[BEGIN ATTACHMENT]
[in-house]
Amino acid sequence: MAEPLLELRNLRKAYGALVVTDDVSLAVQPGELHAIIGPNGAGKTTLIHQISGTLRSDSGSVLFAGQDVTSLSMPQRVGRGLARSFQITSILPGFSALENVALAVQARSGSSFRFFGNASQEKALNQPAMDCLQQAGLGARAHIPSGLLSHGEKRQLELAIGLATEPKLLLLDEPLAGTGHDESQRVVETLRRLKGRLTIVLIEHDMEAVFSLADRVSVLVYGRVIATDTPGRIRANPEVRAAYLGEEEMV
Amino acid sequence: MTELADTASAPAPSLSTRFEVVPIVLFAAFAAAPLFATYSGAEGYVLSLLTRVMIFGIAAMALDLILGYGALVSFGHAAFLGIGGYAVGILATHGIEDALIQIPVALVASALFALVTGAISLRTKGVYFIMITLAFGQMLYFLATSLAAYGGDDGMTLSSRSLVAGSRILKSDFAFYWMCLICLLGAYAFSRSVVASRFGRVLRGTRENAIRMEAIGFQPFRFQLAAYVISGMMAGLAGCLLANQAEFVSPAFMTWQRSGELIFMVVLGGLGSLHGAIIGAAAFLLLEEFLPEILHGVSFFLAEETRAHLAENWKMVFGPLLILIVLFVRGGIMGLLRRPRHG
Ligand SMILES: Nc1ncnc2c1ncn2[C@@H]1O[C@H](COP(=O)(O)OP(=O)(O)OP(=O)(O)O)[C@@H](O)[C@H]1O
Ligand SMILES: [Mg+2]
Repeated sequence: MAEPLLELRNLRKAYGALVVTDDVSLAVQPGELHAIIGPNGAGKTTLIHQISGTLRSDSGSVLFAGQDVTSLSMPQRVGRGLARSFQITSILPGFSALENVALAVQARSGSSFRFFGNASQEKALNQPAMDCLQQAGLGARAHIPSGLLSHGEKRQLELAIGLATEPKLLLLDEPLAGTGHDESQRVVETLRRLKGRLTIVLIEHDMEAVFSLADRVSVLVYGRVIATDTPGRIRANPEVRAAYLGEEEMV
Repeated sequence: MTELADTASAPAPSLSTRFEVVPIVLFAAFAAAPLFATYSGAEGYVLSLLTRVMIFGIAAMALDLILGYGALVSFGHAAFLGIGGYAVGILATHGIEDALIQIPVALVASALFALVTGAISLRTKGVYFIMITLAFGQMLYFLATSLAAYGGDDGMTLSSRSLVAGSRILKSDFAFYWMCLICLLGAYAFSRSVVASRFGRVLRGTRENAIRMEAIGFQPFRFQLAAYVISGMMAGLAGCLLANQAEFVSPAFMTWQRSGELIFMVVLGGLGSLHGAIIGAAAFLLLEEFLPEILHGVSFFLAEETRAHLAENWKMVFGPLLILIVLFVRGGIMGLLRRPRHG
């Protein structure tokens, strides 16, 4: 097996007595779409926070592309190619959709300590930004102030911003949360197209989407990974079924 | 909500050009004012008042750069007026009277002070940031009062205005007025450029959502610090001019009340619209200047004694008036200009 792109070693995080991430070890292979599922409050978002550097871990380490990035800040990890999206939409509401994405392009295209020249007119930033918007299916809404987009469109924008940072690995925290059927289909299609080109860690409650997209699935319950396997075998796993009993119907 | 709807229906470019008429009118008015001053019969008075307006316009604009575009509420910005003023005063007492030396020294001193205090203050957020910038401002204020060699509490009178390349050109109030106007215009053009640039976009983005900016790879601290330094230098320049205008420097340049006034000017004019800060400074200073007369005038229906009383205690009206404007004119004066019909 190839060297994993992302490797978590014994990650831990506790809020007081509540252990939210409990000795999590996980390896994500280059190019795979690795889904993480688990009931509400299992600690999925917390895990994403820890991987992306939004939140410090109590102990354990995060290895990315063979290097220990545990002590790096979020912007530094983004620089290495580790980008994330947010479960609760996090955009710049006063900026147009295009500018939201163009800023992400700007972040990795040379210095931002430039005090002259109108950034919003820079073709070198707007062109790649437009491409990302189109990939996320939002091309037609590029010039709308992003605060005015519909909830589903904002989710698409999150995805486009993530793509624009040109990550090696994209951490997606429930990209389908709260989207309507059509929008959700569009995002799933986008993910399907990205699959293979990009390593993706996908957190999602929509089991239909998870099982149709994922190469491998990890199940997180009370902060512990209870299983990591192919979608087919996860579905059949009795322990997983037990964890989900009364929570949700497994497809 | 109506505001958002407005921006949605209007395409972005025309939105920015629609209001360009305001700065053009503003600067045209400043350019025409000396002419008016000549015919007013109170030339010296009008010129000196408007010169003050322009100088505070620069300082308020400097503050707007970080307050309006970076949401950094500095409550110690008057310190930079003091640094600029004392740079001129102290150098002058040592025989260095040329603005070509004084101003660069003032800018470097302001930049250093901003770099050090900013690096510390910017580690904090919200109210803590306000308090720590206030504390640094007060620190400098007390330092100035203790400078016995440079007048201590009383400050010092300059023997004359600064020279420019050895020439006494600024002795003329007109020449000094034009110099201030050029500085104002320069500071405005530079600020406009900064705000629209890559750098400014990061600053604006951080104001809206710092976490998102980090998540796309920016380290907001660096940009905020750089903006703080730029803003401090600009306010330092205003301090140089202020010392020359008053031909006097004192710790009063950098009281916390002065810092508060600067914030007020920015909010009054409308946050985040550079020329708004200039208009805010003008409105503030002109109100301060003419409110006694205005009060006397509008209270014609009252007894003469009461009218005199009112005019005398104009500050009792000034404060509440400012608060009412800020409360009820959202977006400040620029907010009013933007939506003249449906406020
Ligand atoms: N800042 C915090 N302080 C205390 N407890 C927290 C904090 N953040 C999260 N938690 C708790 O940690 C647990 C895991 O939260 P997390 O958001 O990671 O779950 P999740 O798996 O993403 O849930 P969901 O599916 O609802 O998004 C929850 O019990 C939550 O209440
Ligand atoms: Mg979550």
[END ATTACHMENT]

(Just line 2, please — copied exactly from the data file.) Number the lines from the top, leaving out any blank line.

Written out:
Amino acid sequence: MAEPLLELRNLRKAYGALVVTDDVSLAVQPGELHAIIGPNGAGKTTLIHQISGTLRSDSGSVLFAGQDVTSLSMPQRVGRGLARSFQITSILPGFSALENVALAVQARSGSSFRFFGNASQEKALNQPAMDCLQQAGLGARAHIPSGLLSHGEKRQLELAIGLATEPKLLLLDEPLAGTGHDESQRVVETLRRLKGRLTIVLIEHDMEAVFSLADRVSVLVYGRVIATDTPGRIRANPEVRAAYLGEEEMV